In colonial times the state’s shorelines and estuaries were lined with oysters which provided a natural framework and cleansing buffer for water.

Over-harvesting led to a loss of natural oyster reefs, but in recent years, it has grown rapidly as a form of aquaculture in the region. 

Three state agencies have their hands in this oyster business. 

The state Department of Environmental Services is in charge of water classification and determines where these aquaculture operations can go based on water quality. In recent years, with improvements to wastewater treatment, new potential aquaculture areas have opened up. Fish and Game is in charge of licensing and enforcement of permits for oyster farming and Health and Human Services is involved in testing the product for health safety.

Historically little oyster seedlings have grown from the bottom of tidal areas.

Robert Atwood, a biologist for the New Hampshire Fish and Game Department, said oyster farming has been growing in the state in recent years and while the state has a limited size coastline, it does have several estuaries which are good for such farming.

Currently, there are 95 acres of water under cultivation for oyster farming mostly in Little Bay and Hampton and Seabrook areas.

In 2013 there were only a few farmers who reported making $56,654 in sales while in 2023 state data shows it grew to a $653,558 business with 830,933 oysters sold.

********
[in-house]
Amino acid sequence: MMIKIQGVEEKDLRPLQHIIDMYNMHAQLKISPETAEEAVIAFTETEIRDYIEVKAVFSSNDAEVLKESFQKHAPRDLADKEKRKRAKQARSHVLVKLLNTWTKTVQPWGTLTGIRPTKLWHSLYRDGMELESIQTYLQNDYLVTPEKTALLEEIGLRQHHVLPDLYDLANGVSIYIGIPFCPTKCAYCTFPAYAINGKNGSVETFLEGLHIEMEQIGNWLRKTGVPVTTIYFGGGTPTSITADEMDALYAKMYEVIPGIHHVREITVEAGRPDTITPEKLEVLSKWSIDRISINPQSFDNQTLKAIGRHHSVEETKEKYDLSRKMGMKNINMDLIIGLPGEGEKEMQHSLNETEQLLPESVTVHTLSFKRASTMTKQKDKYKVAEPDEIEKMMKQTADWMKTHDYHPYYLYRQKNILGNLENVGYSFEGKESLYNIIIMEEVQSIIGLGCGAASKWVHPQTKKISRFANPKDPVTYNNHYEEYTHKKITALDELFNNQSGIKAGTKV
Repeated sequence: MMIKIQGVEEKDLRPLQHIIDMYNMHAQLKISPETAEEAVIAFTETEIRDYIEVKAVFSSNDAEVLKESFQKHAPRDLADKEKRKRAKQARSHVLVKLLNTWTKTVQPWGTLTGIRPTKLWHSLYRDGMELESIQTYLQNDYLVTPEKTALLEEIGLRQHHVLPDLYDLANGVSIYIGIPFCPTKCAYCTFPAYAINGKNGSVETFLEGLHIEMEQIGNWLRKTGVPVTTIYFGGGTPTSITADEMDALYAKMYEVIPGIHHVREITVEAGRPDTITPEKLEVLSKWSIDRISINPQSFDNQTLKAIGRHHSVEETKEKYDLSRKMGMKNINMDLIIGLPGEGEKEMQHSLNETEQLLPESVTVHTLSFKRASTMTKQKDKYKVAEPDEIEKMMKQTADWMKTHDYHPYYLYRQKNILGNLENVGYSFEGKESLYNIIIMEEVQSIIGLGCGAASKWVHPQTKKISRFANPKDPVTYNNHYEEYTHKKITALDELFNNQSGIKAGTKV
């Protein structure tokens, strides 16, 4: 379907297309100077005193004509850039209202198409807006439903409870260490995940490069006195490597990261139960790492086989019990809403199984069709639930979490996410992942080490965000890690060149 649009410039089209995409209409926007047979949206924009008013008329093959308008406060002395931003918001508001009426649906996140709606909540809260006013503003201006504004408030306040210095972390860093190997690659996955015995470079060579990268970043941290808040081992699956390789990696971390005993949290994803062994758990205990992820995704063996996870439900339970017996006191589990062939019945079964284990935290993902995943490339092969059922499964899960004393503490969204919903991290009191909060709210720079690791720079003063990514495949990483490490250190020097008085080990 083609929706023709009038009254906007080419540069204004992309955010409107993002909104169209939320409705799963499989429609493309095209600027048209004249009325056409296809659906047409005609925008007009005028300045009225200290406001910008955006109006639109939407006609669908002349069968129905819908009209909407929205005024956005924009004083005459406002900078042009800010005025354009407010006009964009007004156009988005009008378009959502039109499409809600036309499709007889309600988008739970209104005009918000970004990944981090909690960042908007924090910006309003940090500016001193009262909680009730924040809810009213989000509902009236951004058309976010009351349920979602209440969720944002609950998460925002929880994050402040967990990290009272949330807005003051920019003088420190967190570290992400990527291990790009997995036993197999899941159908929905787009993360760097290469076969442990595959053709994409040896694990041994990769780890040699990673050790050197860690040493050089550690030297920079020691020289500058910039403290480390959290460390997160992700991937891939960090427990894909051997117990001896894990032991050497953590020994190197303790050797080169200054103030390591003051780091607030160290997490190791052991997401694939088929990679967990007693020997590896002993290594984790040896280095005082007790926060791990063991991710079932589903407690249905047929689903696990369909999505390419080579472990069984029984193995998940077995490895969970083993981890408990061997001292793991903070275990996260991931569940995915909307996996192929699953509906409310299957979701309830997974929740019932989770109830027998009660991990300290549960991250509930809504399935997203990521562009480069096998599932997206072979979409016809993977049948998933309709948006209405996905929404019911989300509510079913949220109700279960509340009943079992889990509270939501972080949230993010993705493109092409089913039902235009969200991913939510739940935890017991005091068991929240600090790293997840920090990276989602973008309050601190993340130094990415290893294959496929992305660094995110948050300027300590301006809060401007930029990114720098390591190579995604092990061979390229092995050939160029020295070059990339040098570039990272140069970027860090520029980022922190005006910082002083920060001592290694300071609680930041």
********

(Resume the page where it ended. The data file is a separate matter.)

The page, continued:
When an application from a prospective farmer comes in, the department uses SCUBA to assess the underwater area and tries to identify potential impacts to species of concern, particularly eelgrass which is good for fish habitat and is in need of being protected.

Atwood said public hearings are a time for the department to get a better picture of the impact of such a plan “so we can make an informed decision” to recommend to the director.

The Coastal Conservation Association, whose primary mission is protection of a healthy marine environment and coastal access has drafted a letter of opposition to the “floating condo” proposal but said it would support approval of a request for a permit if it were not floating.

“We strongly support oyster farming,” because of the ecological benefits oysters play in cleaning the water, wrote Zak Robinson, president of the recreational fishermen’s association, but opposed the floating ‘condos’ request “since it would interfere with access to a significantly utilized fishing area.”

He said that a barrier of 450 feet would impact those who drift fish for striped bass using boats that drift along.

Ross wrote that to approve the plan would “confiscate” and “damage” large portions of the estuary for sole commercial benefit and exclusive use.

They convert scenic public property into eyesores, he said, and “stink.” 

He noted, the floating oyster farming practice is contrary to the 1945 Great Bay Development Plan and the legislative intent behind it.

The public has until May 7 at the close of business to comment on the proposal before the Executive Director collects all the data and makes a decision on the application. Comments may be sent to comments@wildlife.nh.gov.

They can also write to New Hampshire Fish and Game Director Scott Mason, 11 Hazen Drive, Concord, NH 03301 or fax to 603-271-5829.